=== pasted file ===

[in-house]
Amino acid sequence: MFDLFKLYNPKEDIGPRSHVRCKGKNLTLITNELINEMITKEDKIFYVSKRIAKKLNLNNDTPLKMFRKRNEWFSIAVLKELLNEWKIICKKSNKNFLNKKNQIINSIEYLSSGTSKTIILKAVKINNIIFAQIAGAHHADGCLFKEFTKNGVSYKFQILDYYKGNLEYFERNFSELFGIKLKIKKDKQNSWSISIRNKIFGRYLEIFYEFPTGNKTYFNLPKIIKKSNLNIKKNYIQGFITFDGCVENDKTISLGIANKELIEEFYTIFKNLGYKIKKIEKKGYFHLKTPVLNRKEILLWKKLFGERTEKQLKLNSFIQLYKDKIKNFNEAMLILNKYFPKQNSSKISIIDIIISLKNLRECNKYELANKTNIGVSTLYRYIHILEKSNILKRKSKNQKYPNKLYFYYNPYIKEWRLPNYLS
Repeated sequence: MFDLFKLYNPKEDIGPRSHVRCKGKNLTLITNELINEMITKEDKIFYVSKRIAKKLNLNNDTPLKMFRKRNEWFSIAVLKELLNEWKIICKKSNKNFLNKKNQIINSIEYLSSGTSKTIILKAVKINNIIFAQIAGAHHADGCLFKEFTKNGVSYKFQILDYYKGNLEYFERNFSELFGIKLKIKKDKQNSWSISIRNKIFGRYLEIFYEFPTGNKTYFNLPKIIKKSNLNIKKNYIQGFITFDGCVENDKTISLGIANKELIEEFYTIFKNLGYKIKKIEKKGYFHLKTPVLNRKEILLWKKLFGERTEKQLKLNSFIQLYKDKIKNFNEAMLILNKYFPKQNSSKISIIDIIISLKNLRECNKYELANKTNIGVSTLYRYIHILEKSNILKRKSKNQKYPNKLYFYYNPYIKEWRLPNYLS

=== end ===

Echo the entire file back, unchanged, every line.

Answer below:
[in-house]
Amino acid sequence: MFDLFKLYNPKEDIGPRSHVRCKGKNLTLITNELINEMITKEDKIFYVSKRIAKKLNLNNDTPLKMFRKRNEWFSIAVLKELLNEWKIICKKSNKNFLNKKNQIINSIEYLSSGTSKTIILKAVKINNIIFAQIAGAHHADGCLFKEFTKNGVSYKFQILDYYKGNLEYFERNFSELFGIKLKIKKDKQNSWSISIRNKIFGRYLEIFYEFPTGNKTYFNLPKIIKKSNLNIKKNYIQGFITFDGCVENDKTISLGIANKELIEEFYTIFKNLGYKIKKIEKKGYFHLKTPVLNRKEILLWKKLFGERTEKQLKLNSFIQLYKDKIKNFNEAMLILNKYFPKQNSSKISIIDIIISLKNLRECNKYELANKTNIGVSTLYRYIHILEKSNILKRKSKNQKYPNKLYFYYNPYIKEWRLPNYLS
Repeated sequence: MFDLFKLYNPKEDIGPRSHVRCKGKNLTLITNELINEMITKEDKIFYVSKRIAKKLNLNNDTPLKMFRKRNEWFSIAVLKELLNEWKIICKKSNKNFLNKKNQIINSIEYLSSGTSKTIILKAVKINNIIFAQIAGAHHADGCLFKEFTKNGVSYKFQILDYYKGNLEYFERNFSELFGIKLKIKKDKQNSWSISIRNKIFGRYLEIFYEFPTGNKTYFNLPKIIKKSNLNIKKNYIQGFITFDGCVENDKTISLGIANKELIEEFYTIFKNLGYKIKKIEKKGYFHLKTPVLNRKEILLWKKLFGERTEKQLKLNSFIQLYKDKIKNFNEAMLILNKYFPKQNSSKISIIDIIISLKNLRECNKYELANKTNIGVSTLYRYIHILEKSNILKRKSKNQKYPNKLYFYYNPYIKEWRLPNYLS